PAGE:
Wieting Surfaces From Iowa's Deep Tight End Room

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IOWA CITY, Iowa — If you were to script a dream first collegiate pass reception, it would go something like this:
You are playing in a bowl game inside an iconic stadium in front of 38,000 fans. The score is tied. With less than four minutes to play, you make a catch and sprint for the game-winning touchdown.
This is your life, Nate Wieting. Sort of.
Wieting, a 6-foot-4, 250-pound University of Iowa junior tight end, turned that dream into reality in the 2017 New Era Pinstripe Bowl. Except for the final 12 inches. Even then, it took a video review to overturn what was originally ruled a touchdown.
“It’s always tough to get that first catch,” Weiting said. “You’re a little nervous when you get the ball thrown your way, but I was able to bring it in and get good field position for our team to put the ball in the end zone.”
When play resumed after the review, fullback Drake Kulick bulled in for a score and the Hawkeyes defeated Boston College, 27-20.
“It was a pretty cool moment,” Wieting said. “I was playing a decent amount of snaps with (fellow tight ends) Noah (Fant) and (T.J.) Hockenson. (Offensive coordinator) Brian (Ferentz) called a sail route off play-action and (the Eagle defenders) dropped me playing the run. I turned the corner, Stan (quarterback Nate Stanley) found me with the ball, I saw the pylon, and tried to get there. I ended up being a little short, but it was quite a moment.”
It might have been a blessing because after the “delayed” score, Boston College had only three minutes to cover 70 yards for a tying touchdown. Iowa All-America cornerback Joshua Jackson secured victory with his eighth interception of the season.
“It was close to being a touchdown and that helped us burn the clock,” Iowa head coach Kirk Ferentz said. “That was a good thing. It took a little time off the clock by not scoring on that play.”
Wieting laughs at the notion. He’s not a selfish guy, but he had no intention of stopping short of the end zone.
“We have situations where we are supposed to get down inside the 5-yard-line so we can kill more clock,” Wieting said with a smile. “That was not one of those situations. We were trying to score the ball, get a lead, play defense, and make them drive the ball to score on us.”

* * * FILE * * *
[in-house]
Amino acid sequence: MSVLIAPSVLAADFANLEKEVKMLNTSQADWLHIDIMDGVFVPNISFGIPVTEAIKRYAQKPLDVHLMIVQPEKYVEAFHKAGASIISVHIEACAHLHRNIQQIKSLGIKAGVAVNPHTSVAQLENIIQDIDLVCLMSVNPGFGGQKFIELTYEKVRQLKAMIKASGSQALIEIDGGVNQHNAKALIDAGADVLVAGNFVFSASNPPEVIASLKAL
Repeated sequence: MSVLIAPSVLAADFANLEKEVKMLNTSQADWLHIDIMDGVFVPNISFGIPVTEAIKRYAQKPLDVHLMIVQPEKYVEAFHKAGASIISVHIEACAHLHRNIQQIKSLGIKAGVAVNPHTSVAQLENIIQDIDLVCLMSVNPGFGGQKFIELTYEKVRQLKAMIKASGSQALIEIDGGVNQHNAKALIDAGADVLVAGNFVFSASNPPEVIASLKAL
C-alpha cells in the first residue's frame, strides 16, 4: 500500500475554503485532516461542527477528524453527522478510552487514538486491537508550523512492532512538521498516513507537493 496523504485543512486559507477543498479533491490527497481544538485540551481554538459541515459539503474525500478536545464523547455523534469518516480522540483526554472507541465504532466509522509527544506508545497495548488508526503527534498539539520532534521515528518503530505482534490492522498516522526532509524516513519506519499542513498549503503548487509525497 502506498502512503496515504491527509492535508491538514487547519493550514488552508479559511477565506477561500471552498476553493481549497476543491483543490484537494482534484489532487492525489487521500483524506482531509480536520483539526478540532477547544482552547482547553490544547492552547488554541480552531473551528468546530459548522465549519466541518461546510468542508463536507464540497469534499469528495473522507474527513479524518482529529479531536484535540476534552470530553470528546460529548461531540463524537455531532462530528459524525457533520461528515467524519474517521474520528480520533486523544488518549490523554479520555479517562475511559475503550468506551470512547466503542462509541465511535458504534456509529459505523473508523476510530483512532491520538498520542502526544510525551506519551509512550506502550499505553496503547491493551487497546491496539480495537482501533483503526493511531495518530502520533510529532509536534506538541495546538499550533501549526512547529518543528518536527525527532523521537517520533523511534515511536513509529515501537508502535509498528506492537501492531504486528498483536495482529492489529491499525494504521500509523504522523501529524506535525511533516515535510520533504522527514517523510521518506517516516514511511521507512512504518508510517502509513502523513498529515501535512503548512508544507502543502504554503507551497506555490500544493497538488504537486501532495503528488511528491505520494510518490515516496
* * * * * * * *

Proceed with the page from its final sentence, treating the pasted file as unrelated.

It wasn’t just because of his Pinstripe Bowl heroics, but in August, Wieting, a walk-on from Rockford, Illinois, was put on scholarship. 
He doubled his catch total in 2018, making grabs against Northern Illinois and Purdue for a combined 51 yards. With Fant declaring for the NFL Draft and bypassing the Outback Bowl, Wieting is expected to play an even bigger role this postseason.
“We have been impressed with his progress and growth,” Ferentz said. “There is an opening for more opportunity for him and he will be the next tight end in. We’ll pair him with T.J. and I think he will do a fine job. When he has been in there, he has played well and we expect him to continue to improve.”
Wieting isn’t what Ferentz describes as a “burner,” but he his hands are reliable and he has a knack finding space.
“He has always done a good job getting open and making good, tough catches, but his biggest opponent has been the injury front,” Ferentz said. “It’s good to have him healthy.”
Wieting missed the first four games of the 2017 season because of injury. He also sat out the Hy-Vee Heroes Game against Nebraska on Nov. 23, but is ready for to go for the Outback Bowl.
“We’re known to have good tight ends at Iowa, so there are big shoes to fill,” Wieting said. “Brian (Ferentz) will do the best job to put us in the best positions to succeed. It’s not just T.J. and Noah, it’s also Shaun Beyer, Drew Cook, some of those younger guys. We’re trying to improve right now and be prepared for this game.”
Iowa (8-4) and No. 18 Mississippi State (8-4) will meet in the Outback Bowl on Jan. 1 inside Raymond James Stadium. Kickoff is 11 a.m. (CT).